If developers can’t have their own devkits and test devices, even the most novel architecture-minded hardware folks on their team cannot approve those devices if the applications can’t run on them. And without time to test, the development cycle could take a year, perhaps more.
But wait, there’s more.
What all of this means is that it’s going to be a hard sell for developers to use anything but GPU/CPU. Not that it isn’t already that way at this point in the datacenter (edge/automotive are different animals).
“This is a fast-moving field and developers need to be able to write their own software as well as run existing frameworks. It’s common for developers to take TensorFlow or PyTorch and modify on top and it’s also common to always be trying something new. As a software developer thinking about trying something different, you already know that you can just run PyTorch or TensorFlow out of the box on Nvidia GPUs or Intel CPUs and whatever the AI chip companies say, you know that will not be the case,” Richards says.
“In many cases with AI hardware companies, the software people assume the API functions run on the CPU and offloads asynchronously to their accelerator. But the hardware vendor assumes that the software API function runs on their processor. It’s just a completely different way of thinking,” Richards says, adding that he’s worked with some of the AI chip vendors to talk about the way they interface for AI software folks, only to find these deep, fundamental divides.
“One of the most important things the AI chip people need to get into their heads is that while they think they are selling a processor, that chip has to fit within a system with a host CPU. They have to start remembering that this is not about individual chip performance figures on benchmarks that are not even so relevant to what developers are doing now, like ResNet, and understand that these are part of a system.”
With all of this in mind, Richards was kind enough to grant us use of his chart below that shows all of the missing pieces. It is food for thought, to say the least, if you’re coming at AI accelerators from a hardware-centric point of view.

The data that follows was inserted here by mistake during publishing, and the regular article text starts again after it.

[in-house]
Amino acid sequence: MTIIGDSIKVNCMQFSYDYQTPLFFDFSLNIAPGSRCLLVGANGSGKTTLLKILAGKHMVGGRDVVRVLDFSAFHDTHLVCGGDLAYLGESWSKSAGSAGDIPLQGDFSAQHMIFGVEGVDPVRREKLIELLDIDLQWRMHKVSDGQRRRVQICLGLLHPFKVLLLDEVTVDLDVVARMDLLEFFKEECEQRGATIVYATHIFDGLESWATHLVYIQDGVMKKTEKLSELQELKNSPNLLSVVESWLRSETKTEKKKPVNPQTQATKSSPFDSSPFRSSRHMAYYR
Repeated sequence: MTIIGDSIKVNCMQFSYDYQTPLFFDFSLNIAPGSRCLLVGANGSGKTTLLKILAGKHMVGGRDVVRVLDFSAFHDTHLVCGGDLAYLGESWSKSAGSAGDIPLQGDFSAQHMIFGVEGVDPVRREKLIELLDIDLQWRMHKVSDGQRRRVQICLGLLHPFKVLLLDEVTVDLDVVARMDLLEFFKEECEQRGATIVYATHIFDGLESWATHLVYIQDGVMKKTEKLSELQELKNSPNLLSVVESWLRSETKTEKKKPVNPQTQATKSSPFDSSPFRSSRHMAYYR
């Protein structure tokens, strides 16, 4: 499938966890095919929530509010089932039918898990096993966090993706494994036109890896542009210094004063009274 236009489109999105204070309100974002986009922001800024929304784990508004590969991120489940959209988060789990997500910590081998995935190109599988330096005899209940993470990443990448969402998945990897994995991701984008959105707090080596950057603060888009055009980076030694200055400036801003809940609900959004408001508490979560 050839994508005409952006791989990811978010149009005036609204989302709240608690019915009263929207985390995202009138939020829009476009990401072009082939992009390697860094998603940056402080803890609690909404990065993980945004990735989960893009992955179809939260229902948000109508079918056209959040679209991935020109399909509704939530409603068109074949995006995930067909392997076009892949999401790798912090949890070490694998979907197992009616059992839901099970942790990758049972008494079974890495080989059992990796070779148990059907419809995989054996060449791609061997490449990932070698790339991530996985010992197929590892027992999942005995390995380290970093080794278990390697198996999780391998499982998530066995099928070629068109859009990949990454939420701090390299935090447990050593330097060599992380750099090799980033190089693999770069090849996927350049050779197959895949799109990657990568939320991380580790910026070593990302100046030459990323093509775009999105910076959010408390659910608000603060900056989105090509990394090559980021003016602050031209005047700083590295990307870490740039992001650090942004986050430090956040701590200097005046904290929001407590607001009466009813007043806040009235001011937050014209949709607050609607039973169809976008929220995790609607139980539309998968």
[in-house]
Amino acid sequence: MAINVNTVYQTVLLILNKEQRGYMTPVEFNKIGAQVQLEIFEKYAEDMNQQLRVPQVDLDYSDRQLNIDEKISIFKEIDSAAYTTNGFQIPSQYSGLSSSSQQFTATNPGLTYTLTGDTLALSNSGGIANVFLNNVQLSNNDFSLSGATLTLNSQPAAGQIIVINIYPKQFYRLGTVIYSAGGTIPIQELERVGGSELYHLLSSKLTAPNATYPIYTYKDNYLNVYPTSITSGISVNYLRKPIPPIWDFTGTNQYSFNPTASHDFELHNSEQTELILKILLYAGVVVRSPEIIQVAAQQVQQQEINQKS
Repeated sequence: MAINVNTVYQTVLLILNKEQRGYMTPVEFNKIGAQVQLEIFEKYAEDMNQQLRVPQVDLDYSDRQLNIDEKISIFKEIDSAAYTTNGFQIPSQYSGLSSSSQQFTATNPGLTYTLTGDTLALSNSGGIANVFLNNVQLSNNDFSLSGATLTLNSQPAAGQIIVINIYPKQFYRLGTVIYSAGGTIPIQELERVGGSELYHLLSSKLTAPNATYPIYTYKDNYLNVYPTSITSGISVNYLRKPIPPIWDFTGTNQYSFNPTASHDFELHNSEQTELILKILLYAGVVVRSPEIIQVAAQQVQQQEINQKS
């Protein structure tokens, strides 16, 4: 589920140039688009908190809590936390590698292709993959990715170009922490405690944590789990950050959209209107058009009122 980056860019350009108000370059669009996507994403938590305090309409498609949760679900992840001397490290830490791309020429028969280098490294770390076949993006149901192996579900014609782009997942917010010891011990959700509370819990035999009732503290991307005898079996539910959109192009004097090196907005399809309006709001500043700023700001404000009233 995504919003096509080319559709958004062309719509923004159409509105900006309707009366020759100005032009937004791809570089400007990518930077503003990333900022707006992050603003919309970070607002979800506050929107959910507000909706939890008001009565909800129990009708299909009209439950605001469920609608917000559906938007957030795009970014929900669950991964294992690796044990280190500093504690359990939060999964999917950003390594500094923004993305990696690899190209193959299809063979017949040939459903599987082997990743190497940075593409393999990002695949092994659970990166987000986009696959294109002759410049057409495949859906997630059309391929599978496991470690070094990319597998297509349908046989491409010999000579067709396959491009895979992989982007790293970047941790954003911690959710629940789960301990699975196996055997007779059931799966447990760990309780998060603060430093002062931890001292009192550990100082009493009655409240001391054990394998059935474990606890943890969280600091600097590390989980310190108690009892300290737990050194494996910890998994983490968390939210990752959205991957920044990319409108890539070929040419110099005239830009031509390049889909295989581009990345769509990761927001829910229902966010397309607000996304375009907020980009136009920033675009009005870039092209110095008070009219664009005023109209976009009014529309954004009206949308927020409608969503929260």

Richards says each of these items presents a tough problem if you’re a hardware vendor in this space. Aside from the long development times where they have to pony up one chip in a board for developers and wait a year to see if it’s successful, “any AI processor vendor also needs to say their first versions is just a devkit with the idea that the next version would go into production. From their standpoint, that is tough, if not impossible, business model.”
And that market for AI chips is diverse and expanding while the market is holding true to some maxims, as told by Richards in a second chart he shared. This is eye-opening if you think of it from a business model standpoint for AI chip startups.
Richards says that lots of developers will buy demo machines across the three segments above. But what they do after that is completely different and presents a make or break scenario for AI accelerators. Remember, what AI developers want is the ability to write their own software and have their choice tools mesh with an architecture. And as you get to the far right on the chart with large-scale datacenters, that proposition gets much trickier, especially in supercomputing sites or hyperscale datacenters where either custom or long-loved legacy codes are paramount.
“Lots of AI software developers are coming from a background that looks more like HPC or even gaming. Because they will inherently understand, for instance, that latency sensitive tasks should be running on the CPU while compute-sensitive tasks get passed to the accelerator. Therefore, the total system, which is what actually matters, is where it should be, Richards concludes. “If you haven’t been through that or haven’t had a bridge built to help you understand that it might not be clear how critical that is.”
Considering much of the emphasis has been placed on single chip performance on benchmarks outside of a real-world developer view, it is also clear that everyone but the software folks have forgotten that every single one of the datacenter devices for AI is built as part of a system. Seeing how that works from a code development and production view makes the conversation much more nuanced.